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A set of phpcs sniffs to look for unused or unimported symbols.

This adds a sniff which shows warnings if a symbol (function, constant, class) is used and is not defined directly, imported explicitly, nor has its namespace imported.

When code is moved around, it can be problematic if classes which are used in a relative or global context get moved to a different namespace. In those cases it's better if the classes use their fully-qualified namespace, or if they are imported explicitly using use (in which case they can be detected by a linter like this one). These warnings should help when refactoring code to avoid bugs.

It also detects imports which are not being used.

For example:

Note: This sniff is a lightweight syntax checker providing a scan of the current file and it doesn't know what other files might have defined. Therefore it will warn you about implicitly imported symbols even if they're in the same namespace. It's safe to import something from the same namespace and can even improve readability, but if you'd prefer to scan multiple files, I suggest using static analysis tools like psalm or phpstan.


To use these rules in a project which is set up using composer, we recommend using the phpcodesniffer-composer-installer library which will automatically use all installed standards in the current project with the composer type phpcodesniffer-standard when you run phpcs.


When installing sniff standards in a project, you edit a phpcs.xml file with the rule tag inside the ruleset tag. The ref attribute of that tag should specify a standard, category, sniff, or error code to enable. It’s also possible to use these tags to disable or modify certain rules. The official annotated file explains how to do this.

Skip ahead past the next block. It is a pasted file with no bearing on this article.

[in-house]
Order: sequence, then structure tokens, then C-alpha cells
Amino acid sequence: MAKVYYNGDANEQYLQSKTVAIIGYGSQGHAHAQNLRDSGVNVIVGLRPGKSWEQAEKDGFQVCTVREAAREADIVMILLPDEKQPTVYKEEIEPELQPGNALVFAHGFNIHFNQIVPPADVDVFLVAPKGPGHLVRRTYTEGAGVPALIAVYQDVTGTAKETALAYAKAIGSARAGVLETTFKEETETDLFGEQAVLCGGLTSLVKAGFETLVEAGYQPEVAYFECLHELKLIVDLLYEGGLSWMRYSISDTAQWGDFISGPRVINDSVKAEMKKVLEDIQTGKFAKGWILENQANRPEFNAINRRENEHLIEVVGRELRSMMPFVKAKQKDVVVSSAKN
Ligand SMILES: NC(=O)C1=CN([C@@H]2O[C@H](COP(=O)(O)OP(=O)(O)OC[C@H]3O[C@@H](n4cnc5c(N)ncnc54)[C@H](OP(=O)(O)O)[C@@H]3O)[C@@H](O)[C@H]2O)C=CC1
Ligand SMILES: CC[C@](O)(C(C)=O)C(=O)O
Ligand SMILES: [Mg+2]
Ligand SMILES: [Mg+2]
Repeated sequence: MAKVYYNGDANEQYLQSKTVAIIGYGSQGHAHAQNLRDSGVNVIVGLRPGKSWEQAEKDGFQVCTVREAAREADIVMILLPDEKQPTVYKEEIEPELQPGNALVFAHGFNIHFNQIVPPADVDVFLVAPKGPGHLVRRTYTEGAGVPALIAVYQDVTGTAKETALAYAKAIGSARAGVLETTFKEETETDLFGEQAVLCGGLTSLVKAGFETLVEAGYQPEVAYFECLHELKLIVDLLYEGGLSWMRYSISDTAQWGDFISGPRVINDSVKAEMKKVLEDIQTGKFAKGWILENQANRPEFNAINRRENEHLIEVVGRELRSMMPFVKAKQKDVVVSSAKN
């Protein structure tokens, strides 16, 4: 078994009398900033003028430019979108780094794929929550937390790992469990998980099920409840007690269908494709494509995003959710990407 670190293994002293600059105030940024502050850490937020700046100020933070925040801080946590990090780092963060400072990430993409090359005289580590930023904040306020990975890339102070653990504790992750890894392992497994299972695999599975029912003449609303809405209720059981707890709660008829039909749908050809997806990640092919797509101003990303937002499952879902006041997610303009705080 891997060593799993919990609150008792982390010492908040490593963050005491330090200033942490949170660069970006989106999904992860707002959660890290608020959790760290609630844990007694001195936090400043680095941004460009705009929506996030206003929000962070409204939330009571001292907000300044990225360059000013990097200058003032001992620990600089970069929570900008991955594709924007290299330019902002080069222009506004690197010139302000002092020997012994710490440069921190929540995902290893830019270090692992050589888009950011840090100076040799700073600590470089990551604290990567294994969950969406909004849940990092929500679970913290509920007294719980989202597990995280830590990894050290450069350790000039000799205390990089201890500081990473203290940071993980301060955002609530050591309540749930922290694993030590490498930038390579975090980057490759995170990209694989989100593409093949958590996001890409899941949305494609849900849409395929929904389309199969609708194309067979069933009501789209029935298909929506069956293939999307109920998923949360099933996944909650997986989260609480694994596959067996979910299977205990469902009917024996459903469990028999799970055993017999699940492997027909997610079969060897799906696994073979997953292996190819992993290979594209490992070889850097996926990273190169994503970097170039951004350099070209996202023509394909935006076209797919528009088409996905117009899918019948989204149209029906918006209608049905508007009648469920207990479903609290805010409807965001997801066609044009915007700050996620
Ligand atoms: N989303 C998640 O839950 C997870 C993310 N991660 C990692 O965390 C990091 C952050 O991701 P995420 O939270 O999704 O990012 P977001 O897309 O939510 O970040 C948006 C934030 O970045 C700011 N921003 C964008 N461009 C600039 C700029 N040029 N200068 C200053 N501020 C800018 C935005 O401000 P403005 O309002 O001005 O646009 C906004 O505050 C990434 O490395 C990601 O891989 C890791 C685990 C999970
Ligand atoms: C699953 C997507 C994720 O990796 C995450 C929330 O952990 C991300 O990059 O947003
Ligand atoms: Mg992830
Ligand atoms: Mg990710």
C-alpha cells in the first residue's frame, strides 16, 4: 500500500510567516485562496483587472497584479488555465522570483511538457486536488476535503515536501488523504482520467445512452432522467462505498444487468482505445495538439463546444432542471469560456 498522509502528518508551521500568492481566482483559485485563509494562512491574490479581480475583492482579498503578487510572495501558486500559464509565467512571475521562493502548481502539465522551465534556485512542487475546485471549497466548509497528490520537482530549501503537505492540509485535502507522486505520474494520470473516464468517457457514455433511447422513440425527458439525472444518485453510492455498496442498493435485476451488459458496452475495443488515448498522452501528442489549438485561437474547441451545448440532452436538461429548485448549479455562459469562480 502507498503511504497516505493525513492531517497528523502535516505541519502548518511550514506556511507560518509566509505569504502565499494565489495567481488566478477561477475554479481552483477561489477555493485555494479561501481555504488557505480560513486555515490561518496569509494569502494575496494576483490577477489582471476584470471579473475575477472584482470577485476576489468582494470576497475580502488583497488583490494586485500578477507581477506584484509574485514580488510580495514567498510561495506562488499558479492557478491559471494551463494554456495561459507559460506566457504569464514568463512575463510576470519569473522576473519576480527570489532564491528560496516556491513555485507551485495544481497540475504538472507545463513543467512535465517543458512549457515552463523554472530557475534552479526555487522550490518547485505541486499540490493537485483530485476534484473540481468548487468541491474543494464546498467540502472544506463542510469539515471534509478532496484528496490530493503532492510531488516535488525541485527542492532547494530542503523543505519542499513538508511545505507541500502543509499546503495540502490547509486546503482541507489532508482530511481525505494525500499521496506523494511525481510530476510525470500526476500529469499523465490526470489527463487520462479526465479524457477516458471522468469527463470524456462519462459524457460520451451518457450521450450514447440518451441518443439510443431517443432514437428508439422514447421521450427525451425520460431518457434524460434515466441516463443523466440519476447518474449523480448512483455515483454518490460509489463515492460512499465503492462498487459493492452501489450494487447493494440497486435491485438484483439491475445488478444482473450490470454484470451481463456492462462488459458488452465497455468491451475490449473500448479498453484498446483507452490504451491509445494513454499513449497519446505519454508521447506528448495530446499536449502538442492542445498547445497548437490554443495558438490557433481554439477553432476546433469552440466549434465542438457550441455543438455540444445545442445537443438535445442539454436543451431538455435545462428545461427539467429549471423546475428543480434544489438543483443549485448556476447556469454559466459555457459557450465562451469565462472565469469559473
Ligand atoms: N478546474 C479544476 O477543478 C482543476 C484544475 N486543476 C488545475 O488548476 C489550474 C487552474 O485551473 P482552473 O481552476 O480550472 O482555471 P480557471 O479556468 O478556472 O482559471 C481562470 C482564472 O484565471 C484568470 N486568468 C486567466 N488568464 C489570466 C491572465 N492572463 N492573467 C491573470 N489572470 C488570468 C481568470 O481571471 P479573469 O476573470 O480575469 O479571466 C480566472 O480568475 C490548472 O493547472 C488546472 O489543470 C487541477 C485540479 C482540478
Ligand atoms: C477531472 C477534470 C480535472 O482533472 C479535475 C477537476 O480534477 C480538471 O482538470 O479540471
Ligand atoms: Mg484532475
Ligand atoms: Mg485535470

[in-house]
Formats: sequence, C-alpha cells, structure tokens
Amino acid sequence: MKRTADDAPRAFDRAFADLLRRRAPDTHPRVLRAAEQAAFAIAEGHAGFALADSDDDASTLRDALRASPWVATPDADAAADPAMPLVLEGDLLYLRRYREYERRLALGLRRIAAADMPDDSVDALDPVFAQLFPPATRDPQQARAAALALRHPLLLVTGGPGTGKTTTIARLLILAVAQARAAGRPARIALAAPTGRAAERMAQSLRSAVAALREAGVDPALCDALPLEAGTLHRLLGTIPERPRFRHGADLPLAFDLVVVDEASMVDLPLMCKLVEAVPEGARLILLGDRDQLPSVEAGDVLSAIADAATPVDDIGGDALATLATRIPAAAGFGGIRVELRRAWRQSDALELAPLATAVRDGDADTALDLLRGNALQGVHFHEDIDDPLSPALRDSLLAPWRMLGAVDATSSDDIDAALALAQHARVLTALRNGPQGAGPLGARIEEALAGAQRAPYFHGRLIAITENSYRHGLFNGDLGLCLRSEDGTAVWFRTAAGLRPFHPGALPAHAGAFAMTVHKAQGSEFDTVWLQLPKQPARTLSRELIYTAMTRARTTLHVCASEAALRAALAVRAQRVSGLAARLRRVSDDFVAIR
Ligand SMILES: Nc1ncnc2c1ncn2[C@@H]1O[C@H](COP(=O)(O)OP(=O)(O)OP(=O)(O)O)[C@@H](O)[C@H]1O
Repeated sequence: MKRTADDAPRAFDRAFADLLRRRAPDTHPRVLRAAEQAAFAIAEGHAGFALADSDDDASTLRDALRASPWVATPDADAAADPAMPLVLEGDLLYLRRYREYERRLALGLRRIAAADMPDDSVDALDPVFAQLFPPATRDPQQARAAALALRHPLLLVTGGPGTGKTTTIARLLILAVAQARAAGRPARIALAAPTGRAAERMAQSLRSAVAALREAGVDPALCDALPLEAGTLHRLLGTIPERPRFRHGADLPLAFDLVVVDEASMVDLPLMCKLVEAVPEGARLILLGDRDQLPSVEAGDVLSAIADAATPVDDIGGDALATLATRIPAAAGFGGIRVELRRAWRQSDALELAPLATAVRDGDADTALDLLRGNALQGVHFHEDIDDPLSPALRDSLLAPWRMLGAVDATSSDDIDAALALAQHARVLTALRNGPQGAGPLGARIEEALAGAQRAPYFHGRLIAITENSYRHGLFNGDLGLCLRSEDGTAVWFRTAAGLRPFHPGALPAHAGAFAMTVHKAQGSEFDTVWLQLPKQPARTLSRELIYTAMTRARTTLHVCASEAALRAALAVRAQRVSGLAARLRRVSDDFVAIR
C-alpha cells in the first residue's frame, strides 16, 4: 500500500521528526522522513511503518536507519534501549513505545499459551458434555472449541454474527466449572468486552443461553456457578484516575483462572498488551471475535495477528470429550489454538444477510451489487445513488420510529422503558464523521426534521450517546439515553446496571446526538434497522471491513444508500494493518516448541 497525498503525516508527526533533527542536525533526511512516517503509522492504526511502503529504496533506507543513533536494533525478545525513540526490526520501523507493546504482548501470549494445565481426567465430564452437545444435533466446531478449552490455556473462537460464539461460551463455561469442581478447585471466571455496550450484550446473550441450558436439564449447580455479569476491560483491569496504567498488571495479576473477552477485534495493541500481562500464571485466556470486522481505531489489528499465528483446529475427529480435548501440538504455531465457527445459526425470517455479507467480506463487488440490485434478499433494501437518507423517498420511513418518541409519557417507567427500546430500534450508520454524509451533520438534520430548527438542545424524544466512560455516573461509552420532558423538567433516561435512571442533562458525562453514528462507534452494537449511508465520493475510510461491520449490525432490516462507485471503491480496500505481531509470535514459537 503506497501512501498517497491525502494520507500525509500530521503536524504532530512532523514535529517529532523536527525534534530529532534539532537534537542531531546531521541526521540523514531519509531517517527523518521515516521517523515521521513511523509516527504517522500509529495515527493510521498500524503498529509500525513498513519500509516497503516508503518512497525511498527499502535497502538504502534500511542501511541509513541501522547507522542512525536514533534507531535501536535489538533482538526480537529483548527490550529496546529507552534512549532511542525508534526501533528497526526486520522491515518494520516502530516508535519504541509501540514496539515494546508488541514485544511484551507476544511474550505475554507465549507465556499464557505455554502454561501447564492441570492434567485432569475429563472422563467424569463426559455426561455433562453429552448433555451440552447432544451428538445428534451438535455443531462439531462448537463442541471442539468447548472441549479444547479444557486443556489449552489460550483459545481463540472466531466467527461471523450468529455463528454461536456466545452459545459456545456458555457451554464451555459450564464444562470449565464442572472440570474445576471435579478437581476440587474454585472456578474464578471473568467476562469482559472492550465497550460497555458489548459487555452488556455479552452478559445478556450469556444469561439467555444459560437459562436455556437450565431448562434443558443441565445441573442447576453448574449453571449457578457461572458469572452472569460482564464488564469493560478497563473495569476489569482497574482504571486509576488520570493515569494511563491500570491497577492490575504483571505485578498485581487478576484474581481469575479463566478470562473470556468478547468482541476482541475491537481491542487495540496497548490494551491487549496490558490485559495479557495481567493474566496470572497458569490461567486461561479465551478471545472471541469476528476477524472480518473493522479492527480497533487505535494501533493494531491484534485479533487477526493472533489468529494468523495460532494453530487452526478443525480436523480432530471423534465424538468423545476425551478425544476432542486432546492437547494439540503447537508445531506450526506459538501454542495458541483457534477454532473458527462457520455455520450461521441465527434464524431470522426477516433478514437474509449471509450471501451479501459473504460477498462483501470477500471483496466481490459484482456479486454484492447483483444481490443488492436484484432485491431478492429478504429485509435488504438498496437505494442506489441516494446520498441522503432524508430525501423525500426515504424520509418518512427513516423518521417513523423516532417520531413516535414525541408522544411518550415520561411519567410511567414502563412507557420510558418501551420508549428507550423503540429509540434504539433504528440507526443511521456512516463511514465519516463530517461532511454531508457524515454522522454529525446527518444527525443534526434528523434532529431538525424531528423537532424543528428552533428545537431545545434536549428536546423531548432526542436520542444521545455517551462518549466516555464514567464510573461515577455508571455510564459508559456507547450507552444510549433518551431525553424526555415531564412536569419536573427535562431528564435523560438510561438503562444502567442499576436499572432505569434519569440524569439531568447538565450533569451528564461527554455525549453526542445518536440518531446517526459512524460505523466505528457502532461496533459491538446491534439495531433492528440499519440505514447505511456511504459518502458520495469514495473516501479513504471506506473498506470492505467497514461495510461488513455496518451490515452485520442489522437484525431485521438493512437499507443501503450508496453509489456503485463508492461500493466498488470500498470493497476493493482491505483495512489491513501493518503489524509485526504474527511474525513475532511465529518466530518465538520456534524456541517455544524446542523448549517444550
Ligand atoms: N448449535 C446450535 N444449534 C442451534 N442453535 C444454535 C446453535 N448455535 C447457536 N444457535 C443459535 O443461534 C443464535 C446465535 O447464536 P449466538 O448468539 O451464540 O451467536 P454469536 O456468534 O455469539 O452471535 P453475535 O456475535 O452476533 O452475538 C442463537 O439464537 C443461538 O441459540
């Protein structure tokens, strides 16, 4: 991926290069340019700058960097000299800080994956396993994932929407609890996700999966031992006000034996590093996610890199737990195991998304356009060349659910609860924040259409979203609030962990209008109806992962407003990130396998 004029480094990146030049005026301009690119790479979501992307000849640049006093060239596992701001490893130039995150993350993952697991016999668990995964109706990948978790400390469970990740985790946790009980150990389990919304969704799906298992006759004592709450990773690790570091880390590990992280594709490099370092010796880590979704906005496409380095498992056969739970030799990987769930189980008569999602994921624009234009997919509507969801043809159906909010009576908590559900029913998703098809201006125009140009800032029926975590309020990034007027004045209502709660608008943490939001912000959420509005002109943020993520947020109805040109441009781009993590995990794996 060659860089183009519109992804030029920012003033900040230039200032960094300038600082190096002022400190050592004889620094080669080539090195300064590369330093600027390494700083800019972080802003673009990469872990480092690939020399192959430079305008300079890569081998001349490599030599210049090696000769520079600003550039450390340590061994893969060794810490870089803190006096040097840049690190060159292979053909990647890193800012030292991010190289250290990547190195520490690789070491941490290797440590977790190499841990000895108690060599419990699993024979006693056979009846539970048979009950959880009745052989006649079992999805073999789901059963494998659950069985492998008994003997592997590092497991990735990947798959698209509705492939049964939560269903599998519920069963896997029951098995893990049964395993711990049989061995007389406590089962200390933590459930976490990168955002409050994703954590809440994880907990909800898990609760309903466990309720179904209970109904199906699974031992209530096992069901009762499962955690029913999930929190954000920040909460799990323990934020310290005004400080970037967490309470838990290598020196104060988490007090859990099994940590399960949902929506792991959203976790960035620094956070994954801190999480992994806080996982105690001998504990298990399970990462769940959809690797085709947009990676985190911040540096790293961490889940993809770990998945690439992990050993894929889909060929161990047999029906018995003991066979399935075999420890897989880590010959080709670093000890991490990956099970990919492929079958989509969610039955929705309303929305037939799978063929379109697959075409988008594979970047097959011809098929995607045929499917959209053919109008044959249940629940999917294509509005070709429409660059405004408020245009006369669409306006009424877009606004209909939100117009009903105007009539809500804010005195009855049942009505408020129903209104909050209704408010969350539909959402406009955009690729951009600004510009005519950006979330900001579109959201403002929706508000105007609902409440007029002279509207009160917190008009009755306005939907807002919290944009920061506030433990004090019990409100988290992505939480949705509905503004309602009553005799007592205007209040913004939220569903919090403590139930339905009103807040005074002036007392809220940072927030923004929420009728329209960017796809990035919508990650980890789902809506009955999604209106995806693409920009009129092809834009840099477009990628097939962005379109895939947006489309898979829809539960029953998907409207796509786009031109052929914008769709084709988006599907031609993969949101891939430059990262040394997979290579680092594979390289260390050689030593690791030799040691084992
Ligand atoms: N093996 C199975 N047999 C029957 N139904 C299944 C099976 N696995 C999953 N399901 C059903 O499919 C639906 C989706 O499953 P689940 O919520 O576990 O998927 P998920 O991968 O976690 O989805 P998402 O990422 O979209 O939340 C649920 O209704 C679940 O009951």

Sniff Codes

There are two sniff codes that are reported by this sniff. Both are warnings.

In any given file, you can use phpcs comments to disable these sniffs. For example, if you have a global class called MyGlobalClass which you don't want to import, you could use it like this:

For a whole file, you can ignore a sniff like this:

For a whole project, you can use the phpcs.xml file to disable these sniffs or modify their priority. For example, to disable checks for unused imports, you could use a configuration like this:

Ignoring Symbol Patterns

Oftentimes there might be global symbols that you want to use without importing or using a fully-qualified path.

(Remember that function call resolution first searches the current namespace, then the global namespace, but constant and class resolution only searches the current namespace! You still have to import things like Exception or use the fully-qualified \Exception.)

You can ignore certain patterns by using the ignoreUnimportedSymbols config option. It is a regular expression. Here is an example for some common WordPress symbols:

Despite the name, you can also use the ignoreUnimportedSymbols pattern to ignore specific unused imports.

Ignoring Global Symbols in Global Namespace

If a file is in the global namespace, then sometimes it may be unnecessary to import functions that are also global. If you'd like to ignore global symbol use in the global namespace, you can enable the ignoreGlobalsWhenInGlobalScope option, like this:

Ignoring WordPress Patterns

A common use-case is to ignore all the globally available WordPress symbols. Rather than trying to come up with a pattern to ignore them all yourself, you can set the config option ignoreWordPressSymbols which will ignore as many of them as it knows about. For example:


Most editors have a phpcs plugin available, but you can also run phpcs manually. To run phpcs on a file in your project, just use the command-line as follows (the -s causes the sniff code to be shown, which is very important for learning about an error).

See Also

Requires php Version ^7.0

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